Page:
Are You Chasing the American Dream? Maybe It’s Time You Stop!

by Jason on January 31, 2011

The American Dream represents everything we could ever want or ask for in this life, right?

Not so fast!  It’s not that the American Dream is bad – in fact, who wouldn’t want material success and prosperity. We all do, to a degree.

But there’s a big irony about the American Dream – most folks mortgage their futures to chase it.

Millionaire Next Door authors Thomas J. Stanley and William Danko, point out in their research that most of the folks whom society would deem as wealthy were simply over-leveraged.

They lived high on the hog, but they weren’t rich. They mortgaged their futures to run around in fancy cars, live in expensive homes and travel the world with grand vacations. Most of the time their net worth was very low.

Sometimes in our pursuit of the American Dream we end up mortgaging our futures and become so saddled with debt that we merely create a facade of success and prosperity.

A Different Way

There is a different way of thinking, however. One that blossoms contentment, improves happiness, and betters the lives of others.

I’m calling it – the New Retirement.

The New Retirement is guided by 10 principles ranging from becoming more entrepreneurial to serving the common good.

The point of the New Retirement is that there is a different way to live. A counter-cultural way of thinking that doesn’t spurn success and prosperity, just thinks about it differently.

Why the New Retirement Improves Happiness and Society

Have you ever gone through your closet to get rid of clothes you don’t wear any more? It’s one of those things you put off for a while, but after you do it, you feel a great sense of accomplishment! You actually feel better because you’ve decluttered.

That’s what the New Retirement does – it declutters.

The New Retirement de-leverages you from your debt, from your pursuit of material wealth and helps you to get organized with what’s most important.

People living for the New Retirement are happier because they start pursuing their passions! They start devoting time and energy to the things they value most like relationships, charities and helping others.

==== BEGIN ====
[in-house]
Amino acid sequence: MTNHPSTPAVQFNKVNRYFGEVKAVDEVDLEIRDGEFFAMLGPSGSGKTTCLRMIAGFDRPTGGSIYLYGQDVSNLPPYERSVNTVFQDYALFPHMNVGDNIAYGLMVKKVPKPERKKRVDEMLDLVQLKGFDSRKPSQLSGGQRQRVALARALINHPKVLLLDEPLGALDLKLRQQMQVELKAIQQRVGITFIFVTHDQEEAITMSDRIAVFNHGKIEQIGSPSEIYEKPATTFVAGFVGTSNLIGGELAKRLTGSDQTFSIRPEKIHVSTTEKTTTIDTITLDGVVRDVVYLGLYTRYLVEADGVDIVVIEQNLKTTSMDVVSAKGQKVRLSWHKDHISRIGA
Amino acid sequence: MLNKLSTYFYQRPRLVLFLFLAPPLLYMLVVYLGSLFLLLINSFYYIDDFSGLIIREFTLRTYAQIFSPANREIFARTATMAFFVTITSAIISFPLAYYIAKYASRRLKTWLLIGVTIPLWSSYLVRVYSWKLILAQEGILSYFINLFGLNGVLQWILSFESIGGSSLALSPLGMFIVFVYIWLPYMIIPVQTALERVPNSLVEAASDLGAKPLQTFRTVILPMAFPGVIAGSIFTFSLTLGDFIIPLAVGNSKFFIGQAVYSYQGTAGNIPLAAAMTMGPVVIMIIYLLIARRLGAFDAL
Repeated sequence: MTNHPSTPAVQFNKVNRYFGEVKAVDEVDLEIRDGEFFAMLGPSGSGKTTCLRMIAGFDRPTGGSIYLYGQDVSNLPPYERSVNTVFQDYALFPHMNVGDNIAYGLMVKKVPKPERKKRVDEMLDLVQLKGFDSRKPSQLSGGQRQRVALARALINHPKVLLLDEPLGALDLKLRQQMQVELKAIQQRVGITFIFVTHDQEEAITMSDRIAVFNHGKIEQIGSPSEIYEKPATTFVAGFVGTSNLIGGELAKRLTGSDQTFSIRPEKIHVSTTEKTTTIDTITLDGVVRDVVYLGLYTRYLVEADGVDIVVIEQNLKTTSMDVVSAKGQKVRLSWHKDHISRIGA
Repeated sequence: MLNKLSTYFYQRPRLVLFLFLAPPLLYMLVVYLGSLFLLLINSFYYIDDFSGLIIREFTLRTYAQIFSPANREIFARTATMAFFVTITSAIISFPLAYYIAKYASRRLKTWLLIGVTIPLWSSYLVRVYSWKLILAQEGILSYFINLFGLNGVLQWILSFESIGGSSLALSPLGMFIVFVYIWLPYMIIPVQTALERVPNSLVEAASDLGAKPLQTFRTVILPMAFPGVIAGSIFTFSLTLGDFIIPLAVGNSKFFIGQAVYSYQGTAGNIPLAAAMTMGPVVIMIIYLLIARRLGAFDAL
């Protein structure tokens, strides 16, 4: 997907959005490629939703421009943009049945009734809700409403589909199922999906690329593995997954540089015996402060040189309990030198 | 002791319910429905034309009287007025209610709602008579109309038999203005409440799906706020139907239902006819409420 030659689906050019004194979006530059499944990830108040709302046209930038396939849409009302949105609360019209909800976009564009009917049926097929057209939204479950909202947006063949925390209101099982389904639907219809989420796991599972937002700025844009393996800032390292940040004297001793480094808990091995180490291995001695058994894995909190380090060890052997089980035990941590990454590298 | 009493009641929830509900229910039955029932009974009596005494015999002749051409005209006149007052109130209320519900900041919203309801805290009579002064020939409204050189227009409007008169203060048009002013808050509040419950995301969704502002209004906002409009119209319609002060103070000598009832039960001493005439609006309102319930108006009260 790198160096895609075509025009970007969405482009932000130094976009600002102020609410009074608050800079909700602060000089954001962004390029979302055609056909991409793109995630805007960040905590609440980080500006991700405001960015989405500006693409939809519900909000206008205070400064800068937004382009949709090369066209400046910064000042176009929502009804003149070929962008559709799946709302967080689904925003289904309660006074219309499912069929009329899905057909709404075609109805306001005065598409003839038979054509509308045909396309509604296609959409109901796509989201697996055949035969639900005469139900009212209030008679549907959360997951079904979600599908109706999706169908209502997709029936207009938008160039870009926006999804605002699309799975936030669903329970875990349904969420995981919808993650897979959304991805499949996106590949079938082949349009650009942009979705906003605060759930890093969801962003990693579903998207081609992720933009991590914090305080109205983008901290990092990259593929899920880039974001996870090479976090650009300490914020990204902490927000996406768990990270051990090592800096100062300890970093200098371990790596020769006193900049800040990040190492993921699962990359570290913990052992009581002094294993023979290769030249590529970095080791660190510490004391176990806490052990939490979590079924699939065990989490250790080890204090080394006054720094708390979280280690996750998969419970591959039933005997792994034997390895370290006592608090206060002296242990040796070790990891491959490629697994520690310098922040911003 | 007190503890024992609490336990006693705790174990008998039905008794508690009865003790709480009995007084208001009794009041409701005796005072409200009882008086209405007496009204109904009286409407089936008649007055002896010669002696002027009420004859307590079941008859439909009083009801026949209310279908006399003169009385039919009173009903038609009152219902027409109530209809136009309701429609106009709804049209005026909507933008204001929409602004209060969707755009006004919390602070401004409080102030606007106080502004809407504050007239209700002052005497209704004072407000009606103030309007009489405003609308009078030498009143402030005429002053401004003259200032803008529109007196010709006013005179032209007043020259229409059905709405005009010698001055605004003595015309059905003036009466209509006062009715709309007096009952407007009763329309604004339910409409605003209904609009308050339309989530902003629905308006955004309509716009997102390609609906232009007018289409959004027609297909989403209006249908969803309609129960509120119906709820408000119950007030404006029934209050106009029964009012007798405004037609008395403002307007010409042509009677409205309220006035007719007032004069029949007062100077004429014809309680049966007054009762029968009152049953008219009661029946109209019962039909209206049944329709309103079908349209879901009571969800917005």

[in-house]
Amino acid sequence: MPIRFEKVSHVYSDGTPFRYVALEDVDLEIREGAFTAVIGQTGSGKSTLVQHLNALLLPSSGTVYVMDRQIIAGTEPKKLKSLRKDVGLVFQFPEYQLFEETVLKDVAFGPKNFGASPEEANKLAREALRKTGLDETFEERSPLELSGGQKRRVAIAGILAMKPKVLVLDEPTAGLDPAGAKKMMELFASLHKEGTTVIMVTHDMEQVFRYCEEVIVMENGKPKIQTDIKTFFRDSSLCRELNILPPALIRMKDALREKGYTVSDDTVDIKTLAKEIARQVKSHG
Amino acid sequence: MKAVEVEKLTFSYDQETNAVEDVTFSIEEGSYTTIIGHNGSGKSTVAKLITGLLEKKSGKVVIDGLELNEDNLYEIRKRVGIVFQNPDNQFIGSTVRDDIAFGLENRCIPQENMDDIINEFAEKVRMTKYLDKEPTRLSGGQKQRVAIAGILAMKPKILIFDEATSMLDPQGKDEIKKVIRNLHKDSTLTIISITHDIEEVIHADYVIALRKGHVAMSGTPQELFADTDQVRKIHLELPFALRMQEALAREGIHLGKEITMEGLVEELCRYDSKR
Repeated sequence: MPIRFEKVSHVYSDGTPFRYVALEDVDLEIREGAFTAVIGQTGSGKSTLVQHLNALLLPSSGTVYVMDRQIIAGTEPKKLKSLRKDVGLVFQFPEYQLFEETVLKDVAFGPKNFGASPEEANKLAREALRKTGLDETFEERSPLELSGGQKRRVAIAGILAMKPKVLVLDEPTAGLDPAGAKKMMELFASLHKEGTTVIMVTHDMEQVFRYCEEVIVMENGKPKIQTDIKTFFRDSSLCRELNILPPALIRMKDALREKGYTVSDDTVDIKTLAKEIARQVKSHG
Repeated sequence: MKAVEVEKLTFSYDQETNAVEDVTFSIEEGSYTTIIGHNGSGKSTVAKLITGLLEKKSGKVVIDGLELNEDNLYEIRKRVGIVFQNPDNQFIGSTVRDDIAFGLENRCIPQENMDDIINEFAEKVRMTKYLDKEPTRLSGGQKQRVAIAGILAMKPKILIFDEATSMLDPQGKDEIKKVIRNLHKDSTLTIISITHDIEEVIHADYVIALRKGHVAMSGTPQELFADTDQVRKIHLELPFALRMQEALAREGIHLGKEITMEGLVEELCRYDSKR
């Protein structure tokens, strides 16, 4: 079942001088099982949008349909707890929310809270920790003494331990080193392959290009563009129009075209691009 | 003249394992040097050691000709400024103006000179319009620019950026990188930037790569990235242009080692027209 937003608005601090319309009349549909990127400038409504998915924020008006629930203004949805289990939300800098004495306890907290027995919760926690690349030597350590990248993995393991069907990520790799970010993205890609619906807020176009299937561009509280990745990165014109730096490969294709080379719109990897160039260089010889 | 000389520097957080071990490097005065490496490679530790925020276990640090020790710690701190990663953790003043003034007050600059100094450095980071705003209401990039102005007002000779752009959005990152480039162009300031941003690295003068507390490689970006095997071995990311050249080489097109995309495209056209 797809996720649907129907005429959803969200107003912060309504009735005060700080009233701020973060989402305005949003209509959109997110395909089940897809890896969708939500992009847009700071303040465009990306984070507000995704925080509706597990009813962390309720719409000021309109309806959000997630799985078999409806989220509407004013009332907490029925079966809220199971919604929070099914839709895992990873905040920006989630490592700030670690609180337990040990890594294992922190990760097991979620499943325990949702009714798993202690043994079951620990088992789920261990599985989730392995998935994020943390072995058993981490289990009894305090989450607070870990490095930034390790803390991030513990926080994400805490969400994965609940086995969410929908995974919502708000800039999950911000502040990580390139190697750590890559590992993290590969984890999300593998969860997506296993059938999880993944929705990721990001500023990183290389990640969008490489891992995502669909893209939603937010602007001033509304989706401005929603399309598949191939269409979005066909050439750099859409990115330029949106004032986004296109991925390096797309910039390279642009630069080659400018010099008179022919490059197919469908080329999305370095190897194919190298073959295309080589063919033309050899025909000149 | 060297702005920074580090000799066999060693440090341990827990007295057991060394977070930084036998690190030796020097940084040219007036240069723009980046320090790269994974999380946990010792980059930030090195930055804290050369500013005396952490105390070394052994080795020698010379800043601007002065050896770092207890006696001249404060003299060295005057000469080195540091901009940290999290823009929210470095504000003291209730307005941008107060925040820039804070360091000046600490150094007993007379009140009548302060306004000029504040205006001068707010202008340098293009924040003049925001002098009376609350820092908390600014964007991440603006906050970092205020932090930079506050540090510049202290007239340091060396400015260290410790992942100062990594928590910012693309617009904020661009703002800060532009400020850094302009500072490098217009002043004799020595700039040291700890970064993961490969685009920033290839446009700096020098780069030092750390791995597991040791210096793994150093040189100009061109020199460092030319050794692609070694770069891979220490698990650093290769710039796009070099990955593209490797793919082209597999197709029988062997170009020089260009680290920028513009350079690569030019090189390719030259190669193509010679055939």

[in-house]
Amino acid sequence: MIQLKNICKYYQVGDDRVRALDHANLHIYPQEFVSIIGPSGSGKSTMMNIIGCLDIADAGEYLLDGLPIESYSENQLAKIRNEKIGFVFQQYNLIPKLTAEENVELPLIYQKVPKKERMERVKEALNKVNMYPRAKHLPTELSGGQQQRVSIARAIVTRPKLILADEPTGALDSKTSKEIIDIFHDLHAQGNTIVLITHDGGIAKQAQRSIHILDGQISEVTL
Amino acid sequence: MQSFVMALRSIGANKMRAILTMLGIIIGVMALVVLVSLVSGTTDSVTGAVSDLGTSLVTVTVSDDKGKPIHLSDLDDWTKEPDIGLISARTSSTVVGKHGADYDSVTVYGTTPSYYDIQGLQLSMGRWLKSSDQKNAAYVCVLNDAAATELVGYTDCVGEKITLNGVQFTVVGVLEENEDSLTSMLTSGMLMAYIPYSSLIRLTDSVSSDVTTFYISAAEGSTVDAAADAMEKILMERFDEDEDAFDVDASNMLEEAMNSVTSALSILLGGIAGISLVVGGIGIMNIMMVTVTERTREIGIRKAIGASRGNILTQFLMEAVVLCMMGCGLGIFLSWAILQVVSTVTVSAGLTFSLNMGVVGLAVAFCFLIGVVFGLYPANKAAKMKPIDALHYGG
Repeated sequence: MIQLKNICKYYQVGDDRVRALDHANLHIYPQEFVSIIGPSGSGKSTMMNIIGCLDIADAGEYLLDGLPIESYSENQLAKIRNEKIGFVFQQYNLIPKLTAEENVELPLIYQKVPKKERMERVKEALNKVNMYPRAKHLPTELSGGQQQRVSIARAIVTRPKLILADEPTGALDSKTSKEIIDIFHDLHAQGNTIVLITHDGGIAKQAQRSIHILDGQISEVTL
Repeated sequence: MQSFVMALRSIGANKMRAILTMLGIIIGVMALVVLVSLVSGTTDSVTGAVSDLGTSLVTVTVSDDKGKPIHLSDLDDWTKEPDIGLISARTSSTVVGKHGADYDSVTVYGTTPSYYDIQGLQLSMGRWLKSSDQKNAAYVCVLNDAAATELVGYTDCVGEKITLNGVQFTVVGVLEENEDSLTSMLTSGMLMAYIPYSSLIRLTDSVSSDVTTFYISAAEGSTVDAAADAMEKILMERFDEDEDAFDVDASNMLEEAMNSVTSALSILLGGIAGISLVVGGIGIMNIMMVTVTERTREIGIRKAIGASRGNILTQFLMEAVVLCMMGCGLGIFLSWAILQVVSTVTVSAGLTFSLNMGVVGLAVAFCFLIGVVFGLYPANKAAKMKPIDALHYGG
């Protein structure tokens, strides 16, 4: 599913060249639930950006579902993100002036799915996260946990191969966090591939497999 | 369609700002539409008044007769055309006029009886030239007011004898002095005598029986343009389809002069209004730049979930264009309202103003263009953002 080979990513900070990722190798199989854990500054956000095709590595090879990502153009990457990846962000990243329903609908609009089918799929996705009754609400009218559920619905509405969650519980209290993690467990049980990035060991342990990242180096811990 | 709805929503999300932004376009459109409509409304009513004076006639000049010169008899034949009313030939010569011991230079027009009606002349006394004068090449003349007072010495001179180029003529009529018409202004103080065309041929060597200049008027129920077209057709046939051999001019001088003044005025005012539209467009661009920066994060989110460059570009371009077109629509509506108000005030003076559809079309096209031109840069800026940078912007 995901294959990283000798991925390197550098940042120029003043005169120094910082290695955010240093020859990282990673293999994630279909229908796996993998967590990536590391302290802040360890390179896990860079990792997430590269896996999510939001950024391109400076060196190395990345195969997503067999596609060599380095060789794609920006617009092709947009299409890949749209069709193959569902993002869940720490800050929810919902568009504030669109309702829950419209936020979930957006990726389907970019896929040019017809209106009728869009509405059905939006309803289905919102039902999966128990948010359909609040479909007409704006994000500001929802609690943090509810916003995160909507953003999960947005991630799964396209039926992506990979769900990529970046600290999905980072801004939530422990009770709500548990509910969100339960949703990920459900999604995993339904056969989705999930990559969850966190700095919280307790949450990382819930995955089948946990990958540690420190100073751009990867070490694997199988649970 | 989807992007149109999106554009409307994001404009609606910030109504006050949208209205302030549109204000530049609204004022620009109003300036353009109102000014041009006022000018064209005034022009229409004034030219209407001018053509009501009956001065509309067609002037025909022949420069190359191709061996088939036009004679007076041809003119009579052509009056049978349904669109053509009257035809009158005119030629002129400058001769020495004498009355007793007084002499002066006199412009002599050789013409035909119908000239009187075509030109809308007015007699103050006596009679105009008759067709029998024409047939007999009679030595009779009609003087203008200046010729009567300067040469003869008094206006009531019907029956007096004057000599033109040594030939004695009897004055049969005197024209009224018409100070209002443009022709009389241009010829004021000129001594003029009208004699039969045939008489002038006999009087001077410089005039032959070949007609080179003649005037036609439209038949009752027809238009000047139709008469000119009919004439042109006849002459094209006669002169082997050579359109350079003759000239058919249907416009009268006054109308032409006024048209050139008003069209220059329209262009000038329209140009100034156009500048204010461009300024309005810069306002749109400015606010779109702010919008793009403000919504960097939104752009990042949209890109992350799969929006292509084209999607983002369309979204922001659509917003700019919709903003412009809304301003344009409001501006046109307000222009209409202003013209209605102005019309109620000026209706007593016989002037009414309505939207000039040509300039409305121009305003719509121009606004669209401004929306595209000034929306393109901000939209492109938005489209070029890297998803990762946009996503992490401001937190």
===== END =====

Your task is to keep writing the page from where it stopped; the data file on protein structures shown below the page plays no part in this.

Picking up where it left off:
They also start living for True Wealth, which includes the 3 P’s – People, Passion and Purpose.

Instead of living for a bigger bank account, a higher net worth and fancy cars they live life with a defined purpose of building relational equity with their friends and loved ones.

The New Retirement also improves society because there is a focus of serving the common good of one’s community. They become more of a neighbor and a friend to those who need it. They look for ways to become more charitable and lend a helping hand.

They see the potential of a community where each person takes ownership for its welfare and they long to see a better way.

They want society to improve and they spend their time making as big of a difference as they can.

How to Pursue a New Retirement

All this talk about new kind of retirement is exciting, but how do you actually make it happen? Here’s a few paradigm shifts to consider:

  • Life isn’t about you and your prosperity
  • Life is about relationships and seeking the welfare of others
  • Understanding your purpose will help you become a major asset to your community, family and your job

Learn the Lesson of Sam Walton at an Early Age!

Yes, that same Sam Walton that founded Wal-Mart learned a huge lesson at the end of his life. By that time it was a little late.

He realized that he spent too much time building a successful business and not enough time investing into his family. You don’t want to be on your death bed thinking about how you wished you would’ve spent more time with those you love.

Let’s reconsider our pursuit of the American Dream and find something far more valuable to start living for.

This was a post I originally wrote for  You can check out the original here.

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